National Institute of Allergy and Infectious Diseases (NIAID) Director Dr. Anthony Fauci revealed on Tuesday that he experienced a rebound COVID-19 symptoms after taking the controversial antiviral medication, Paxlovid, which is manufactured by Pfizer.
Paxlovid was granted an emergency use authorization (EUA) by the Food and Drug Administration (FDA) in December to treat COVID patients ages 12 and up who weigh at least 88 pounds, and are at high risk for severe disease.
The quadruple vaxxed Fauci, 81, told journalist Tal Alroy at the Foreign Policy Global Health Forum on Tuesday that he had recovered from his initial bout of COVID-19 earlier this month, testing negative after taking Paxlovid for five days.
“I reverted to negative on an antigen test for three days in a row,” he told Alroy. “And then on the fourth day, just to be absolutely certain, I tested myself again, and I reverted back to positive.”
Due to his advance age, Fauci is considered to be at higher risk for developing serious complications from COVID-19 even though he’s fully vaxed and boosted.
He said rebounds are becoming “more and more typical, the more clinical experience we get.”
“It’s what people are referring to as a Paxlovid rebound, and then over the next day or so, I started to feel really poorly, much worse than in the first go around,” Fauci said.
Paxlovid is the combination of two antiviral drugs, nirmatrelvir and ritonavir, a “highly hepatotoxic” (injures the liver) HIV medication.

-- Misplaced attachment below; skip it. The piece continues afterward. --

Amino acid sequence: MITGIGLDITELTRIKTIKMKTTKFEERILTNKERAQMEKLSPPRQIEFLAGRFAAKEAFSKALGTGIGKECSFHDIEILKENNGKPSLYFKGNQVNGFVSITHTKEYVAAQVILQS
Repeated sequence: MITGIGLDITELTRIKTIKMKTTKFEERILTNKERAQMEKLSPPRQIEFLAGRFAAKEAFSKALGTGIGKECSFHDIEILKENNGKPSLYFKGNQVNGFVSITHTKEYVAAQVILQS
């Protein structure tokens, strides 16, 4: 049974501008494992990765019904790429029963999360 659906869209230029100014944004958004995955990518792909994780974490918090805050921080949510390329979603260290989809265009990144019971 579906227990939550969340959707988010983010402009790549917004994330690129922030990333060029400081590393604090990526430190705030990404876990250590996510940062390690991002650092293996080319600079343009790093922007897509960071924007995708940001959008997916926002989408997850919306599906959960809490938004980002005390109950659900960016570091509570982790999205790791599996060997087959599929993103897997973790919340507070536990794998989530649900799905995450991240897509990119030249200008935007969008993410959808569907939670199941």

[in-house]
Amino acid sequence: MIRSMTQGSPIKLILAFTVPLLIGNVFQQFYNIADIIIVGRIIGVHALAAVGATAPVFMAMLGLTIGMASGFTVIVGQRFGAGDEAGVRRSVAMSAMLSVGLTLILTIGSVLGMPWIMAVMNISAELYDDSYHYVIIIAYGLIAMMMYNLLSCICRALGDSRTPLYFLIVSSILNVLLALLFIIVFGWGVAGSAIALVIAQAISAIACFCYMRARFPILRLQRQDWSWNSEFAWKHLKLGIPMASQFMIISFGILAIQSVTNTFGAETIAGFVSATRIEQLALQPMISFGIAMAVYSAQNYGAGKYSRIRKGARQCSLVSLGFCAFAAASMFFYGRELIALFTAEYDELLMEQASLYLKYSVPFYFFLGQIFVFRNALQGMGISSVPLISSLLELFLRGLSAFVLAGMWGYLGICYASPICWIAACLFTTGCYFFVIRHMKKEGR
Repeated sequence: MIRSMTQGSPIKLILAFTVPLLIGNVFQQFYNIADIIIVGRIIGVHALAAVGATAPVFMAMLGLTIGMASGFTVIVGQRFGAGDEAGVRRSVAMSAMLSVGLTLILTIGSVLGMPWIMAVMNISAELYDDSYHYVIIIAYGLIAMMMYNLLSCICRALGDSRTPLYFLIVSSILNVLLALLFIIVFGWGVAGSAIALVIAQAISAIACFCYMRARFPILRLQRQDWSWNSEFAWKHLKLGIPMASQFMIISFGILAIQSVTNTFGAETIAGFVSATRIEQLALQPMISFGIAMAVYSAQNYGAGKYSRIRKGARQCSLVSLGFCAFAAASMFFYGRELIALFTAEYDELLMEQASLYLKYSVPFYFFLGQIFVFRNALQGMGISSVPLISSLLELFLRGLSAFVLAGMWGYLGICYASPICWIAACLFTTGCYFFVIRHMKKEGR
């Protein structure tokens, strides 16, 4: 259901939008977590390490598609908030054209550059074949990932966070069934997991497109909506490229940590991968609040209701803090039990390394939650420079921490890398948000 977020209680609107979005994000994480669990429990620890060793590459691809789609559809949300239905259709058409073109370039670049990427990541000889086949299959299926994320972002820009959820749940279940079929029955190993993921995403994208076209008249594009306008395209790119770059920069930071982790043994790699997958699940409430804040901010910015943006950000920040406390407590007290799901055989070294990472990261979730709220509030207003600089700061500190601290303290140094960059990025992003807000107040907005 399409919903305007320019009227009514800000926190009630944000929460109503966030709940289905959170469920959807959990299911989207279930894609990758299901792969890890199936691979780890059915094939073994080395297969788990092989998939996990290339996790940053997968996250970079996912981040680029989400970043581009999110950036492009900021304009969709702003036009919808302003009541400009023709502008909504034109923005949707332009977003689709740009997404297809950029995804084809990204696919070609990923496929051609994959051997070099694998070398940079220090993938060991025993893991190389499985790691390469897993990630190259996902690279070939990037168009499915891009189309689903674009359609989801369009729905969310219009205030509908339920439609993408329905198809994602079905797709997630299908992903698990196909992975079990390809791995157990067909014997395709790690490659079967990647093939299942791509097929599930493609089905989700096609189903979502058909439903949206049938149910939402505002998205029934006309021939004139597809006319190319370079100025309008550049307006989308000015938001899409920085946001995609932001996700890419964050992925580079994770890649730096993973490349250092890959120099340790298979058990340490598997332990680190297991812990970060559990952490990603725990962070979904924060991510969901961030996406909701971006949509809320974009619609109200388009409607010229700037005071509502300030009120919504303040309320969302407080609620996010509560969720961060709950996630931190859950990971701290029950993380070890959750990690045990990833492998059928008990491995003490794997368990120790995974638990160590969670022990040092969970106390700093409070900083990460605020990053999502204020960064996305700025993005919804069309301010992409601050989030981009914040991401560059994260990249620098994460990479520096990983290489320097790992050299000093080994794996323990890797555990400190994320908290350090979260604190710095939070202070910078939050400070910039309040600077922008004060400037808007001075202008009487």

During the 2022 State of the Union, Joe Biden said: “If you get COVID-19, the Pfizer pill reduces your chances of ending up in the hospital by 90 percent.”
He added, “I’ve ordered more pills than anyone in the world has. Pfizer is working overtime to get us a million pills this month and more than double that next month.”
U.S. taxpayers are on the hook for $10.6 billion for the “free” medication, the Defender reported.
Paxlovid retails for $700 for a five-day course, but the U.S. government cut a deal to pay half that.
In November 2021, the U.S. government sealed a business deal with Pfizer to the tune of $5.3 billion for 10 million treatment courses of the experimental antiviral treatment.
Then in January, the government doubled its order to 20 million courses of Paxlovid, bringing the U.S. taxpayer bill to $10.6 billion.
For many vaccinated people stricken with the Omicron variants (which seem to prefer the vaccinated), a course of Paxlovid appears to be leading to a temporary pause, and then a resurgence of viral replication and symptoms.
Despite the fact that his symptoms got “much worse” after taking Paxlovid for his initial infection, Fauci said he decided to take a second course of the medication when he got sick again.
“So, I went back on Paxlovid and right now I am on my fourth day of a five-day course on my second course of Paxlovid,” he said.
The doctor added that although he’s not completely symptom-free, he now feels “reasonably good.”
In May, the CDC issued an alert to healthcare providers, public health departments, and other officials about the possibility of a “COVID-19 rebound” in Paxlovid-treated patients.
“Paxlovid continues to be recommended for early-stage treatment of mild to moderate COVID-19 among persons at high risk for progression to severe disease,” the CDC notice said. “Paxlovid treatment helps prevent hospitalization and death due to COVID-19. COVID-19 rebound has been reported to occur between 2 and 8 days after initial recovery and is characterized by a recurrence of COVID-19 symptoms or a new positive viral test after having tested negative.”
“Limited information currently available from case reports suggests that persons treated with Paxlovid who experience COVID-19 rebound have had mild illness; there are no reports of severe disease,” the agency continued. “There is currently no evidence that additional treatment is needed with Paxlovid or other anti-SARS-CoV-2 therapies in cases where COVID-19 rebound is suspected.”